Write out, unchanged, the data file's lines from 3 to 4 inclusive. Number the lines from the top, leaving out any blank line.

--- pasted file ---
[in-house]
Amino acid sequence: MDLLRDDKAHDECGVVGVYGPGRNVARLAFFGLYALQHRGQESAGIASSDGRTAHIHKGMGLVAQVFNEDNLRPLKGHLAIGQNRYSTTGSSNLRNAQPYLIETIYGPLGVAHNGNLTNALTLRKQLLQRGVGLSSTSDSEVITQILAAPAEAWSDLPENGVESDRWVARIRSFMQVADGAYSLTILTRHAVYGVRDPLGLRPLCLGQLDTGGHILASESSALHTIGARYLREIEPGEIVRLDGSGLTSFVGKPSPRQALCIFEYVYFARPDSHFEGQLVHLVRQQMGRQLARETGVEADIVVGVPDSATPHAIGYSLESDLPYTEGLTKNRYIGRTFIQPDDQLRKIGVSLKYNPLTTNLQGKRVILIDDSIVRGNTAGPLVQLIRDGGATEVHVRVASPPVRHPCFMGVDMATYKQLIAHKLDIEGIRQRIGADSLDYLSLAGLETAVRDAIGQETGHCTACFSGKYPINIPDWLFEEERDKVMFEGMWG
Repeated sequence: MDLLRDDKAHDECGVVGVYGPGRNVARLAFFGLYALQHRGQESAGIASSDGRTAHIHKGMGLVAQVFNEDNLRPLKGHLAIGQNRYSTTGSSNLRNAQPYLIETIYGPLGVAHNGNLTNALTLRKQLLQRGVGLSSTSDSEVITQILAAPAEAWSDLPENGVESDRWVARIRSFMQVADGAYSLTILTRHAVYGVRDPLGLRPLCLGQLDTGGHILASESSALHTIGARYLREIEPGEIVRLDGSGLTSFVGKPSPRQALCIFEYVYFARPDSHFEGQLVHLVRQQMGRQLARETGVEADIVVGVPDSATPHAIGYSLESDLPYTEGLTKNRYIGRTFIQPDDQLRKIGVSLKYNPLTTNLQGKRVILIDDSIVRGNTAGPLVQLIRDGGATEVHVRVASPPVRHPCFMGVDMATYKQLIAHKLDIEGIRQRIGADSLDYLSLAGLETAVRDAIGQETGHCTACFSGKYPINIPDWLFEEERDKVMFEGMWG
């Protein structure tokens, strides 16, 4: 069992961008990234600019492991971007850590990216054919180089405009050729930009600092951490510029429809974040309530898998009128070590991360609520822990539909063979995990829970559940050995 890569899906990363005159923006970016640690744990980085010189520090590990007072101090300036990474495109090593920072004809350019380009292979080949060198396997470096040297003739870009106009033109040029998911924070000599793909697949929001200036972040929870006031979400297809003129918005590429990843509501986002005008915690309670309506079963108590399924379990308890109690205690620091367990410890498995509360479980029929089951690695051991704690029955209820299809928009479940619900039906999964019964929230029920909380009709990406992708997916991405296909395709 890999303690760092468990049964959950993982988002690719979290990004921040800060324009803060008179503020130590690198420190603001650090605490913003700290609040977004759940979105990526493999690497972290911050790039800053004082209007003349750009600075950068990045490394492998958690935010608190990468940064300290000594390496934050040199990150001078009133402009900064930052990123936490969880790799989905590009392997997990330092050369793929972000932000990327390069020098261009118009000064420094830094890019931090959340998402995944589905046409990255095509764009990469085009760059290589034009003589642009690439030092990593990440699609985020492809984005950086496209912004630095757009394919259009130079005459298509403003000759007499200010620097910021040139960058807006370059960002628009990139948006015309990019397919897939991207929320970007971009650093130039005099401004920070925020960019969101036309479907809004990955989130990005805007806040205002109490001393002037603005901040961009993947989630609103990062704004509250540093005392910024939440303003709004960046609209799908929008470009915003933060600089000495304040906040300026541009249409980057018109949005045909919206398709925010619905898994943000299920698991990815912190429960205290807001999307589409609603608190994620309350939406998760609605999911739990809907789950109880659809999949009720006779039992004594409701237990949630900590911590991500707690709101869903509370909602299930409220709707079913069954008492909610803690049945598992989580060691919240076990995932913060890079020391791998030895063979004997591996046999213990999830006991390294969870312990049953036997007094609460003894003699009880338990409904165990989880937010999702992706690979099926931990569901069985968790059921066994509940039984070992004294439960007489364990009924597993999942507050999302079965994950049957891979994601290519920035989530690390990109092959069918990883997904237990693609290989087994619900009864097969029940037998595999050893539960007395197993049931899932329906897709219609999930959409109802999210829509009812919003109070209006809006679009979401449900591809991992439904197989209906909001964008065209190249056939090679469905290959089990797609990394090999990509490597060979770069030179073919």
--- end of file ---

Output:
Repeated sequence: MDLLRDDKAHDECGVVGVYGPGRNVARLAFFGLYALQHRGQESAGIASSDGRTAHIHKGMGLVAQVFNEDNLRPLKGHLAIGQNRYSTTGSSNLRNAQPYLIETIYGPLGVAHNGNLTNALTLRKQLLQRGVGLSSTSDSEVITQILAAPAEAWSDLPENGVESDRWVARIRSFMQVADGAYSLTILTRHAVYGVRDPLGLRPLCLGQLDTGGHILASESSALHTIGARYLREIEPGEIVRLDGSGLTSFVGKPSPRQALCIFEYVYFARPDSHFEGQLVHLVRQQMGRQLARETGVEADIVVGVPDSATPHAIGYSLESDLPYTEGLTKNRYIGRTFIQPDDQLRKIGVSLKYNPLTTNLQGKRVILIDDSIVRGNTAGPLVQLIRDGGATEVHVRVASPPVRHPCFMGVDMATYKQLIAHKLDIEGIRQRIGADSLDYLSLAGLETAVRDAIGQETGHCTACFSGKYPINIPDWLFEEERDKVMFEGMWG
């Protein structure tokens, strides 16, 4: 069992961008990234600019492991971007850590990216054919180089405009050729930009600092951490510029429809974040309530898998009128070590991360609520822990539909063979995990829970559940050995 890569899906990363005159923006970016640690744990980085010189520090590990007072101090300036990474495109090593920072004809350019380009292979080949060198396997470096040297003739870009106009033109040029998911924070000599793909697949929001200036972040929870006031979400297809003129918005590429990843509501986002005008915690309670309506079963108590399924379990308890109690205690620091367990410890498995509360479980029929089951690695051991704690029955209820299809928009479940619900039906999964019964929230029920909380009709990406992708997916991405296909395709 890999303690760092468990049964959950993982988002690719979290990004921040800060324009803060008179503020130590690198420190603001650090605490913003700290609040977004759940979105990526493999690497972290911050790039800053004082209007003349750009600075950068990045490394492998958690935010608190990468940064300290000594390496934050040199990150001078009133402009900064930052990123936490969880790799989905590009392997997990330092050369793929972000932000990327390069020098261009118009000064420094830094890019931090959340998402995944589905046409990255095509764009990469085009760059290589034009003589642009690439030092990593990440699609985020492809984005950086496209912004630095757009394919259009130079005459298509403003000759007499200010620097910021040139960058807006370059960002628009990139948006015309990019397919897939991207929320970007971009650093130039005099401004920070925020960019969101036309479907809004990955989130990005805007806040205002109490001393002037603005901040961009993947989630609103990062704004509250540093005392910024939440303003709004960046609209799908929008470009915003933060600089000495304040906040300026541009249409980057018109949005045909919206398709925010619905898994943000299920698991990815912190429960205290807001999307589409609603608190994620309350939406998760609605999911739990809907789950109880659809999949009720006779039992004594409701237990949630900590911590991500707690709101869903509370909602299930409220709707079913069954008492909610803690049945598992989580060691919240076990995932913060890079020391791998030895063979004997591996046999213990999830006991390294969870312990049953036997007094609460003894003699009880338990409904165990989880937010999702992706690979099926931990569901069985968790059921066994509940039984070992004294439960007489364990009924597993999942507050999302079965994950049957891979994601290519920035989530690390990109092959069918990883997904237990693609290989087994619900009864097969029940037998595999050893539960007395197993049931899932329906897709219609999930959409109802999210829509009812919003109070209006809006679009979401449900591809991992439904197989209906909001964008065209190249056939090679469905290959089990797609990394090999990509490597060979770069030179073919």